Nauru, Solomon and Papua New Guinea – and the biggest hit of them all

Danny wasted no time upon his arrival on Nauru Island reporting to the Island Manager, Mr. Cameron. Nauru was then administrated jointly by Australia, New Zealand and the United Kingdom.

The logistics were amazingly effective as Danny’s support team managed to ship a three-element tri-bander to Nauru. A local group helped Danny to hoist the 40-foot 2-in diameter pole at the base, while Danny worked above, at the top of the pole, being the brave type. All this took place under the supervision of Nauru’s commercial radio operator, Les Wright, VK9LW.

Nauru being a completely new country, Danny was overwhelmed by the pileup but stuck with it for a solid 14 hours using the callsign VK9TW, handing QSOs out as fast as he could. “When I tell you blokes I spent 14 hours a day on the rig it’s no lie,” he reported.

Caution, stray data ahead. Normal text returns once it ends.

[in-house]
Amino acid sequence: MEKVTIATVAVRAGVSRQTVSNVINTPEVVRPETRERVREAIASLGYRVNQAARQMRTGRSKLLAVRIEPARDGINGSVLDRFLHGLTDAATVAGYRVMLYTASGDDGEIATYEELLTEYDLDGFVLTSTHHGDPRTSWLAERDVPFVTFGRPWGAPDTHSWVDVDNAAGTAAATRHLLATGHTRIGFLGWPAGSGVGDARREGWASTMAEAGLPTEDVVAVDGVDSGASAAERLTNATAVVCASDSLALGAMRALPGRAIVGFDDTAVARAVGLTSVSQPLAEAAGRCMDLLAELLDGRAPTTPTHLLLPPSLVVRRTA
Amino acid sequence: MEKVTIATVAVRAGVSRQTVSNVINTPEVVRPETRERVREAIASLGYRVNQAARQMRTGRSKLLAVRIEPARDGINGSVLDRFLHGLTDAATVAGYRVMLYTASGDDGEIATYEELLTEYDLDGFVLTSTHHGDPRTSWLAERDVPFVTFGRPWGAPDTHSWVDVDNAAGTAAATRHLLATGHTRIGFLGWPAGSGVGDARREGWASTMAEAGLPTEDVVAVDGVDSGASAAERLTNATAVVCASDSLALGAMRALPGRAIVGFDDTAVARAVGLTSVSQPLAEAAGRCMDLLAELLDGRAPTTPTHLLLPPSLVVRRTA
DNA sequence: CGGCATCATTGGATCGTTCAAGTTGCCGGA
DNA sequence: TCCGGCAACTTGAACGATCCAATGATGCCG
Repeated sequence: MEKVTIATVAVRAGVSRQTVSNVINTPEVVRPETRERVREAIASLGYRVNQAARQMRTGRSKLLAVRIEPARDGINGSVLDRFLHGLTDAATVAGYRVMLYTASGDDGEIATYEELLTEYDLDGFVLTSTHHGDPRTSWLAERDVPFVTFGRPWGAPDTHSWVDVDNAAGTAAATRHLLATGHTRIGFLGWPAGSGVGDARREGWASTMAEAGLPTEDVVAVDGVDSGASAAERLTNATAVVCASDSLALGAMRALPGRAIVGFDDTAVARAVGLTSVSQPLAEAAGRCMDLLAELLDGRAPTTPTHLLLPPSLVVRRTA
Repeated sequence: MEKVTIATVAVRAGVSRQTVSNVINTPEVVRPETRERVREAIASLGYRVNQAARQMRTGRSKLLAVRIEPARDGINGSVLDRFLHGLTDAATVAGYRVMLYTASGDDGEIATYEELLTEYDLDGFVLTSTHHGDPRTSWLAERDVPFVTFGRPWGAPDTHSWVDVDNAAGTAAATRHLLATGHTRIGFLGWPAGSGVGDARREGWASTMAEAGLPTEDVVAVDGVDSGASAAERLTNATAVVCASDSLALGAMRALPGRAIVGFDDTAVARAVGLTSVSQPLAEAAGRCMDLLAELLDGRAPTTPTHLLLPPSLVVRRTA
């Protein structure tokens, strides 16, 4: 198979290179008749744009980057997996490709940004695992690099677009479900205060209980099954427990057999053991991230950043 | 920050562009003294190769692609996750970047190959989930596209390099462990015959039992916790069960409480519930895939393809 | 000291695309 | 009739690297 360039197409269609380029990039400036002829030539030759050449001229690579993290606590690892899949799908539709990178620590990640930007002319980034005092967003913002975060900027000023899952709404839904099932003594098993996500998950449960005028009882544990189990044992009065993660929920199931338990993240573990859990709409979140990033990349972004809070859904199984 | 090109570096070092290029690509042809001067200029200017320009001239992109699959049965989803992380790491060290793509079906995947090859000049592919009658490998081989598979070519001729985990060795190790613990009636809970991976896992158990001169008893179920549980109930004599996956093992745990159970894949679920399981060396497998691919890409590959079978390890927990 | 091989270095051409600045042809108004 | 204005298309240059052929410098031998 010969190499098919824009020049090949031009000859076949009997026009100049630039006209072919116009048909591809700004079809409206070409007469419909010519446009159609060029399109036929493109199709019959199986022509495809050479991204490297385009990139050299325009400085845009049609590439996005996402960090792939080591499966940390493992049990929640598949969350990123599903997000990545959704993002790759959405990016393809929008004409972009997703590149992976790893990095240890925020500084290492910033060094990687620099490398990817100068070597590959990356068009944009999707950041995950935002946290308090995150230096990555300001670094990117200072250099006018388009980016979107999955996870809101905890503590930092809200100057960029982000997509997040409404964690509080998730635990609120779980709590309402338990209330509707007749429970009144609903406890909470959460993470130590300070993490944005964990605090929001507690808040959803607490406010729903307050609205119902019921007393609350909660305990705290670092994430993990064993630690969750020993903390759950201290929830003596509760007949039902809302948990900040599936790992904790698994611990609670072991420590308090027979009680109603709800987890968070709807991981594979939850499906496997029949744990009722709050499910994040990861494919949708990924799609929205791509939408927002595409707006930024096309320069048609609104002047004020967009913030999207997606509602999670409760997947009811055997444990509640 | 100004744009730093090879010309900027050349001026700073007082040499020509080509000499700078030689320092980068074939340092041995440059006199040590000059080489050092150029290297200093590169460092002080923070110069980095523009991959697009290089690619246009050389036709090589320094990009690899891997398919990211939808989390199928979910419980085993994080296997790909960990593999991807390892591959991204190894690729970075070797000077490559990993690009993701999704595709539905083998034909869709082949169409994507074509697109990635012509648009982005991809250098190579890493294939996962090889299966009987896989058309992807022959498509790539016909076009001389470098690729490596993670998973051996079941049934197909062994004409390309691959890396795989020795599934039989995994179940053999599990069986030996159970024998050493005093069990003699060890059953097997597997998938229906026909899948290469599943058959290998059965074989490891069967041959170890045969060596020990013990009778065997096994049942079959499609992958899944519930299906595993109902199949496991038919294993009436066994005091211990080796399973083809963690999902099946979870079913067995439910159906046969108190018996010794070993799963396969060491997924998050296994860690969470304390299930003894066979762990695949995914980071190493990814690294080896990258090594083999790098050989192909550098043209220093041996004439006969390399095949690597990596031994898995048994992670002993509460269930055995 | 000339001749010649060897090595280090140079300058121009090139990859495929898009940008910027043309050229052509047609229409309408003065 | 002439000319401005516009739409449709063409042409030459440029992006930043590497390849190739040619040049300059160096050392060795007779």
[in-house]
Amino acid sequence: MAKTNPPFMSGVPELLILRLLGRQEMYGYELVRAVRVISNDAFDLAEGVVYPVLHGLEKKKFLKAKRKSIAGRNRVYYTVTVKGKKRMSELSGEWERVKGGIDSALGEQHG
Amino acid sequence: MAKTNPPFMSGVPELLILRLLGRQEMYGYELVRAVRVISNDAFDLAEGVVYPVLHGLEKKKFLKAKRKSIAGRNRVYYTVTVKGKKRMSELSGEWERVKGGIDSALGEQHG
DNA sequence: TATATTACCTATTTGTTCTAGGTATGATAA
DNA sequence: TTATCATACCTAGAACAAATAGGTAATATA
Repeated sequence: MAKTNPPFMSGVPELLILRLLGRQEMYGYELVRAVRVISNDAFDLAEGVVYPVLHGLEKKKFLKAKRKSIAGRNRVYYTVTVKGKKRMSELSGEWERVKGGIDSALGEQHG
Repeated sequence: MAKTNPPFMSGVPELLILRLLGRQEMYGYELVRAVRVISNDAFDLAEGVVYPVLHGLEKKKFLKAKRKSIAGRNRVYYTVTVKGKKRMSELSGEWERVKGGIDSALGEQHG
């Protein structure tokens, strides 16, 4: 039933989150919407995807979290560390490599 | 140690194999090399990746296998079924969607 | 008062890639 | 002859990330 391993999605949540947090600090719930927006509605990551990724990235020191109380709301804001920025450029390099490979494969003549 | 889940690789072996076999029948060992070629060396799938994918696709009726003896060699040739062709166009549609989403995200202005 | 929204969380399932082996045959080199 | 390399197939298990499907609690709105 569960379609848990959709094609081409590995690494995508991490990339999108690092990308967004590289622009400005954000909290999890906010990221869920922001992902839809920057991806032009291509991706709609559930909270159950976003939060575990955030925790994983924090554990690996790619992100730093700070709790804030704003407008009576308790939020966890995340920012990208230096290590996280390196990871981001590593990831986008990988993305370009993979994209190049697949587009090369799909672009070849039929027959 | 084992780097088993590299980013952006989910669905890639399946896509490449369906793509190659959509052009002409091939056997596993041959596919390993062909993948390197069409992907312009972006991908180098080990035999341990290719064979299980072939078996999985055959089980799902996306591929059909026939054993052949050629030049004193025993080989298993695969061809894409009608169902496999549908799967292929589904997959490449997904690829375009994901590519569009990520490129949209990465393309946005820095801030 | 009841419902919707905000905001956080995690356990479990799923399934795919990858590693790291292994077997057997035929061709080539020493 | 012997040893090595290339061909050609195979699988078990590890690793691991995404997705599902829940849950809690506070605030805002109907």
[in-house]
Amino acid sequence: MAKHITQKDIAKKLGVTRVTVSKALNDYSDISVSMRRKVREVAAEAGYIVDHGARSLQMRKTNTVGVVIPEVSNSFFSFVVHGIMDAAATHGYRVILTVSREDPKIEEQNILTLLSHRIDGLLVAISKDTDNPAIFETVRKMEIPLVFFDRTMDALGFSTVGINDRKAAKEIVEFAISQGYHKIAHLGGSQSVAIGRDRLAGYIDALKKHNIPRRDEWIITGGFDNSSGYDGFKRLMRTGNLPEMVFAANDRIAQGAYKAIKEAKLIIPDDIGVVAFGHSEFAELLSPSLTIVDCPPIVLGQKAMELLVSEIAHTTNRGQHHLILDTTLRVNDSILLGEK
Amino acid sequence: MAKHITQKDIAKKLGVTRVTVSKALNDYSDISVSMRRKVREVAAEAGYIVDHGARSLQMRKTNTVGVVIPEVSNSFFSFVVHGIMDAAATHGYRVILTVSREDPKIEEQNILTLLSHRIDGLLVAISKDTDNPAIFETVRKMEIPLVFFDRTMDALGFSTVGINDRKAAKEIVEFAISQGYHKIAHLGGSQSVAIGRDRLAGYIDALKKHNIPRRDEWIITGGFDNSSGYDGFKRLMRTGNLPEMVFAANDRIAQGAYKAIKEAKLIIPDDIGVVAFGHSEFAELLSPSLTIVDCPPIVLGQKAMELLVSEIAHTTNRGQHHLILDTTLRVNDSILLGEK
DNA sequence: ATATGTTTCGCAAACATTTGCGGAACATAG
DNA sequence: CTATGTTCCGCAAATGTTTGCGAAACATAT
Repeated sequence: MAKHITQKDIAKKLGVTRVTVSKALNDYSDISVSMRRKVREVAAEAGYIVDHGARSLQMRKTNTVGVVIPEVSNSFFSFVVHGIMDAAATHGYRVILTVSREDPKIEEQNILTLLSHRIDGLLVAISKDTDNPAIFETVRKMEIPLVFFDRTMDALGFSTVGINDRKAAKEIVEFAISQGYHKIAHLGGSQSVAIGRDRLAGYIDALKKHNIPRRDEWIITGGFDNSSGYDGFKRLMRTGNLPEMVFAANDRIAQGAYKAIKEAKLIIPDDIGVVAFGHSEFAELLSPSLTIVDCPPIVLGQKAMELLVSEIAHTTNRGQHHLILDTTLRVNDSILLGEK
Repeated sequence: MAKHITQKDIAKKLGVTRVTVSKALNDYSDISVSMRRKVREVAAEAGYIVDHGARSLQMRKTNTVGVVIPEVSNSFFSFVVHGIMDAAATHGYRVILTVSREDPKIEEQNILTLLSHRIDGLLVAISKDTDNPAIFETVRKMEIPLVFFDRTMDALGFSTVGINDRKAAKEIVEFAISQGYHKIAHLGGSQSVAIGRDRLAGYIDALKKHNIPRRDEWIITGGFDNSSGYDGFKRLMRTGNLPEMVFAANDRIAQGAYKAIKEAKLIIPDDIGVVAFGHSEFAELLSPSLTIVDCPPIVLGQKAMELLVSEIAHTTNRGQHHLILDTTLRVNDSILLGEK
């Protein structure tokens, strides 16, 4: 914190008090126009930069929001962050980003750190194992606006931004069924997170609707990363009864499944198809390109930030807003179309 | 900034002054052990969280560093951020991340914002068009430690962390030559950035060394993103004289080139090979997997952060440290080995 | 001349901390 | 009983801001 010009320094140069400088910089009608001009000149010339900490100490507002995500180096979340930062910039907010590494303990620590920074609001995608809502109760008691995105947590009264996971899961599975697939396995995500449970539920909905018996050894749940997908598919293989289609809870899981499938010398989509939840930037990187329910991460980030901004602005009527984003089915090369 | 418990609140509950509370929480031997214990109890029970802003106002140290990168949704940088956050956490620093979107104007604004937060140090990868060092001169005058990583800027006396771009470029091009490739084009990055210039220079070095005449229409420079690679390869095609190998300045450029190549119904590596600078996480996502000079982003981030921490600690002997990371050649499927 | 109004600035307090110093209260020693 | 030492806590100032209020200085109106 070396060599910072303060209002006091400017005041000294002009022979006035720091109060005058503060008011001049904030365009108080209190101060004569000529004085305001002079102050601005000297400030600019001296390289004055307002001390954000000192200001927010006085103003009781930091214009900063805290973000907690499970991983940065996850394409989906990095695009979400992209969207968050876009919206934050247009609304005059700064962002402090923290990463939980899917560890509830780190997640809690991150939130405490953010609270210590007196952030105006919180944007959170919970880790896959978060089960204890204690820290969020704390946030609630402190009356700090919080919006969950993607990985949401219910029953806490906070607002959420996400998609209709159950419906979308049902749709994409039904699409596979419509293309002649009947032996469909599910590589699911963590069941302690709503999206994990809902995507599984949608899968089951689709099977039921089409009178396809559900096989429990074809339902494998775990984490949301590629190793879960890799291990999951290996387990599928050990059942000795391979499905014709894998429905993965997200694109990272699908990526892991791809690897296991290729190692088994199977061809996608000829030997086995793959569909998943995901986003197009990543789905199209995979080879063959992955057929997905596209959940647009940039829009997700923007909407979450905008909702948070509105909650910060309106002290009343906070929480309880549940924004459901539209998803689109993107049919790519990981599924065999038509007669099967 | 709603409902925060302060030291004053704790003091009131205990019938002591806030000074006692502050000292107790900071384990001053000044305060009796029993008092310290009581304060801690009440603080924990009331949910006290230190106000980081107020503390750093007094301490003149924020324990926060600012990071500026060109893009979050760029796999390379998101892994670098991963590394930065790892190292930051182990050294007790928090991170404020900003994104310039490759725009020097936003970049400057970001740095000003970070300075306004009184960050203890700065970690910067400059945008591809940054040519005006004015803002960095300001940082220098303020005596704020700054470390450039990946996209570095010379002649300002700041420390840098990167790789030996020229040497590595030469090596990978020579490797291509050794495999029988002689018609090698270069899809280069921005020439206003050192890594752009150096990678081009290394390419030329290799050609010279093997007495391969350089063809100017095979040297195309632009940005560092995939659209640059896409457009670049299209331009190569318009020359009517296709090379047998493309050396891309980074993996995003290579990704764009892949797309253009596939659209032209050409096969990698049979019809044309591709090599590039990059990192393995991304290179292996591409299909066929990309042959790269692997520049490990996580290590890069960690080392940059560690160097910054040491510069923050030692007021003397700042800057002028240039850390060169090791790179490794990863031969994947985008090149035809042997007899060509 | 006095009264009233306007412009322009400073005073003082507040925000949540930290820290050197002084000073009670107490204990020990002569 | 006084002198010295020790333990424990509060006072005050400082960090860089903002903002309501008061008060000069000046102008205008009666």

The journey to the Solomon Islands (VR4AA) was another 7-day trip at sea, covering about 700 miles. There was a clear indication of frustration upon his arrival. There were no people… no fanfares. DXpeditioning had shown Danny its less attractive face. “I had expected to have a few visitors but not a soul came to greet me, and really, I felt far lonelier then than I had in all the past thousands of miles at sea,” he reported back to KV4AA. After 12 days of operating and 1650 QSOs it was time to set sail again.

Making 1650 QSOs in twelve days is less than many would expect but we have to realize that the entire DX industry was in its infancy, ahead of its own time, and it was just Danny with his multi-hopping travels that developed the first stages to the multi-station and multi-operator DXpeditions of later years.

The trip to Port Moresby on Papua was planned to be a short one. It ended up being the longest one of all, with a heartbreaking nightmare and the end of the Yasme sailboat. SOS signals were dominating the airwaves, telling a story of the sad end to Danny’s dream of being the first Englishman to sail around the world alone.

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